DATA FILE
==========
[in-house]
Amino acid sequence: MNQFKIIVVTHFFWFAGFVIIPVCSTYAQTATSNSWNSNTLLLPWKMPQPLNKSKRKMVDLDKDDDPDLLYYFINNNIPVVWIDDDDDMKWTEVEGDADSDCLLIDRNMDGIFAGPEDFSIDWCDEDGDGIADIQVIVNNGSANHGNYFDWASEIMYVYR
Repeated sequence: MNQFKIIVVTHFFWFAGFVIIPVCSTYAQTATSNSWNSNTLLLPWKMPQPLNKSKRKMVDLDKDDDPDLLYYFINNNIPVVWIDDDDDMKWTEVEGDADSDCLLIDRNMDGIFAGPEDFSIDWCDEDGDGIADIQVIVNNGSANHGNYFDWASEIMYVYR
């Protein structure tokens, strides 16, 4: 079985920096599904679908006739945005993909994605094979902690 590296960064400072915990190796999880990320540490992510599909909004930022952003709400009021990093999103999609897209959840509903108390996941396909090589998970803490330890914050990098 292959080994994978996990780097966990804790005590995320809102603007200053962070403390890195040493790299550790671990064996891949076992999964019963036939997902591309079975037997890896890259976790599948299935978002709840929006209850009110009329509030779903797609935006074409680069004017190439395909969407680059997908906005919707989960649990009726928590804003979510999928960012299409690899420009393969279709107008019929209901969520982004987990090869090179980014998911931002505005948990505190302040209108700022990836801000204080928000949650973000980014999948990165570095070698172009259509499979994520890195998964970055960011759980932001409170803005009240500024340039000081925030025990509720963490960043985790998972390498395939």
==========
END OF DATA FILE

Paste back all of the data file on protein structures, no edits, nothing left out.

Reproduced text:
[in-house]
Amino acid sequence: MNQFKIIVVTHFFWFAGFVIIPVCSTYAQTATSNSWNSNTLLLPWKMPQPLNKSKRKMVDLDKDDDPDLLYYFINNNIPVVWIDDDDDMKWTEVEGDADSDCLLIDRNMDGIFAGPEDFSIDWCDEDGDGIADIQVIVNNGSANHGNYFDWASEIMYVYR
Repeated sequence: MNQFKIIVVTHFFWFAGFVIIPVCSTYAQTATSNSWNSNTLLLPWKMPQPLNKSKRKMVDLDKDDDPDLLYYFINNNIPVVWIDDDDDMKWTEVEGDADSDCLLIDRNMDGIFAGPEDFSIDWCDEDGDGIADIQVIVNNGSANHGNYFDWASEIMYVYR
């Protein structure tokens, strides 16, 4: 079985920096599904679908006739945005993909994605094979902690 590296960064400072915990190796999880990320540490992510599909909004930022952003709400009021990093999103999609897209959840509903108390996941396909090589998970803490330890914050990098 292959080994994978996990780097966990804790005590995320809102603007200053962070403390890195040493790299550790671990064996891949076992999964019963036939997902591309079975037997890896890259976790599948299935978002709840929006209850009110009329509030779903797609935006074409680069004017190439395909969407680059997908906005919707989960649990009726928590804003979510999928960012299409690899420009393969279709107008019929209901969520982004987990090869090179980014998911931002505005948990505190302040209108700022990836801000204080928000949650973000980014999948990165570095070698172009259509499979994520890195998964970055960011759980932001409170803005009240500024340039000081925030025990509720963490960043985790998972390498395939």